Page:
Angie O, you are spot on! And the good nurse manager REMEMBERS what it felt like and treats her staff better as a result.

    I must admit, however, that sometimes it's gut-wrenching to be on the other side of the desk when it comes to employee discipline and termination. I hate having to write up staff members, and firing someone upsets me for days even when it's deserved. Of course, I try to be fairly selective in the hiring process so that I don't have to discipline or terminate someone very often........
  10. 3
    Quote from VivaLasViejas
    Angie O, you are spot on! And the good nurse manager REMEMBERS what it felt like and treats her staff better as a result.

    I must admit, however, that sometimes it's gut-wrenching to be on the other side of the desk when it comes to employee discipline and termination. I hate having to write up staff members, and firing someone upsets me for days even when it's deserved. Of course, I try to be fairly selective in the hiring process so that I don't have to discipline or terminate someone very often........
    I've found this about hiring as well, I am really harsh now on shortlist and interview and if there are any doubts I just don't appoint. It is easier that was rather than having to go through the process of trying to get rid of staff that can't perform. The HR stuff is the hardest part of my job without a doubt.
  11. 2
    Quote from candiceena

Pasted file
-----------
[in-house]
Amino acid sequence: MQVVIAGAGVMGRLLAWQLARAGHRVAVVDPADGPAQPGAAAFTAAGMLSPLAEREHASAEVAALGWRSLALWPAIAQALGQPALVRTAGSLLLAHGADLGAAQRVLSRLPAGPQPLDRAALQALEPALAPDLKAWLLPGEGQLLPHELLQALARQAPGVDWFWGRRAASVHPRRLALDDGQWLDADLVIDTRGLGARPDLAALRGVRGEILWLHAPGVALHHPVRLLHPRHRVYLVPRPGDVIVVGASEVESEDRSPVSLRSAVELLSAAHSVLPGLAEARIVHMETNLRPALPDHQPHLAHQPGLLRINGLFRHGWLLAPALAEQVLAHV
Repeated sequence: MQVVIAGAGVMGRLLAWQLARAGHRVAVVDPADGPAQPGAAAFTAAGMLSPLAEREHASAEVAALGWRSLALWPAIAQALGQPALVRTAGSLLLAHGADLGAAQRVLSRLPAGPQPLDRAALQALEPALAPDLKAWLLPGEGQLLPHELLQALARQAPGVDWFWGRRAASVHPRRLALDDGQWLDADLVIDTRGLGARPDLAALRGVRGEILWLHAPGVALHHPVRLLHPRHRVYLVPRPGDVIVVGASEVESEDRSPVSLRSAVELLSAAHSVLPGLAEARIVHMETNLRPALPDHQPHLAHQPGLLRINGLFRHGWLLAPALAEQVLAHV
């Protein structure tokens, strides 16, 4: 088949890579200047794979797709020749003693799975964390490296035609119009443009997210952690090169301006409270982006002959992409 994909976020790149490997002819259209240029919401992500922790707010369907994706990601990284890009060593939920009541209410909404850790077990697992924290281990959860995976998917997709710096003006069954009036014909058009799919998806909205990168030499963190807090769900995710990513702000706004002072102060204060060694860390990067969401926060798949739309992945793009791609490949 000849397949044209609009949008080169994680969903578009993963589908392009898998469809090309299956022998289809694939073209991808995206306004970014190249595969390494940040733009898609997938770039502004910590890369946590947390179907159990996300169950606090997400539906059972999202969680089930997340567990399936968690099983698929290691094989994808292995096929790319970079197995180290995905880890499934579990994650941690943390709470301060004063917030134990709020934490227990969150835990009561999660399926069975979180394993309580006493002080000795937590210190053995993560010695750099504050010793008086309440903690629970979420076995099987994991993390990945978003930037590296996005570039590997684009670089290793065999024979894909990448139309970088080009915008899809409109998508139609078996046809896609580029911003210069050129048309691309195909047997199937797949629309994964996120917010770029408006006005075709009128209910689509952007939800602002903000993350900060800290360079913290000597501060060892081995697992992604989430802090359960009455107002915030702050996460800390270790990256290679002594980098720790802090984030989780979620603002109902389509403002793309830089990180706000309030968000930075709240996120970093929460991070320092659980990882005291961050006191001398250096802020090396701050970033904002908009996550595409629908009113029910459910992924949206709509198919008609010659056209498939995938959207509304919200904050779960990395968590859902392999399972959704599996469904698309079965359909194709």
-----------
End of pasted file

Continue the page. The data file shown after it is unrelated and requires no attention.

Thanks guys. Do you know how quickly one can get into the management aspect of things? Can this be a specialty that you lean towards like NICU or pain care? Also, does it require a business degree to get into management?
    No it does not require a business degree but in many places it does require a minimum of a BSN.

    Yes it is a specialty and there are certifications for being a manager.

    I don't believe that trying to get into a manager position quickly should be your goal. You are the head of the food chain for a particular department. Which means that you must be on top of your game and be a resource person for nearly all problems that arise whether they be patient care treatment problems or interpersonal staff relationship issues that require good leadership skills.

    The staff will have no respect for someone that does not have experience to deal with the numerous crazy situations that occur on a daily basis.

    You must be able to multitask and quickly switch gears from working on a schedule to saving a pt's life, to counseling a staff member to going to an admin meeting then back to the floor to work as unit secretary for a while then back to your office to work on the budget then back to the floor to pass water and help pt's to the bedpan.

    You will generally have 24/7 responsibility for your department. People will call you with the absolute dumbest questions at 2 am and you have to think clearly, respond to their question, and try not to bite their head off for not talking to the charge nurse or house supervisor first.

    It is a lot of work and heartache to be a good servant leader. Do not enter into it lightly and blindly.
    Sunflower3 and VivaLasViejas like this.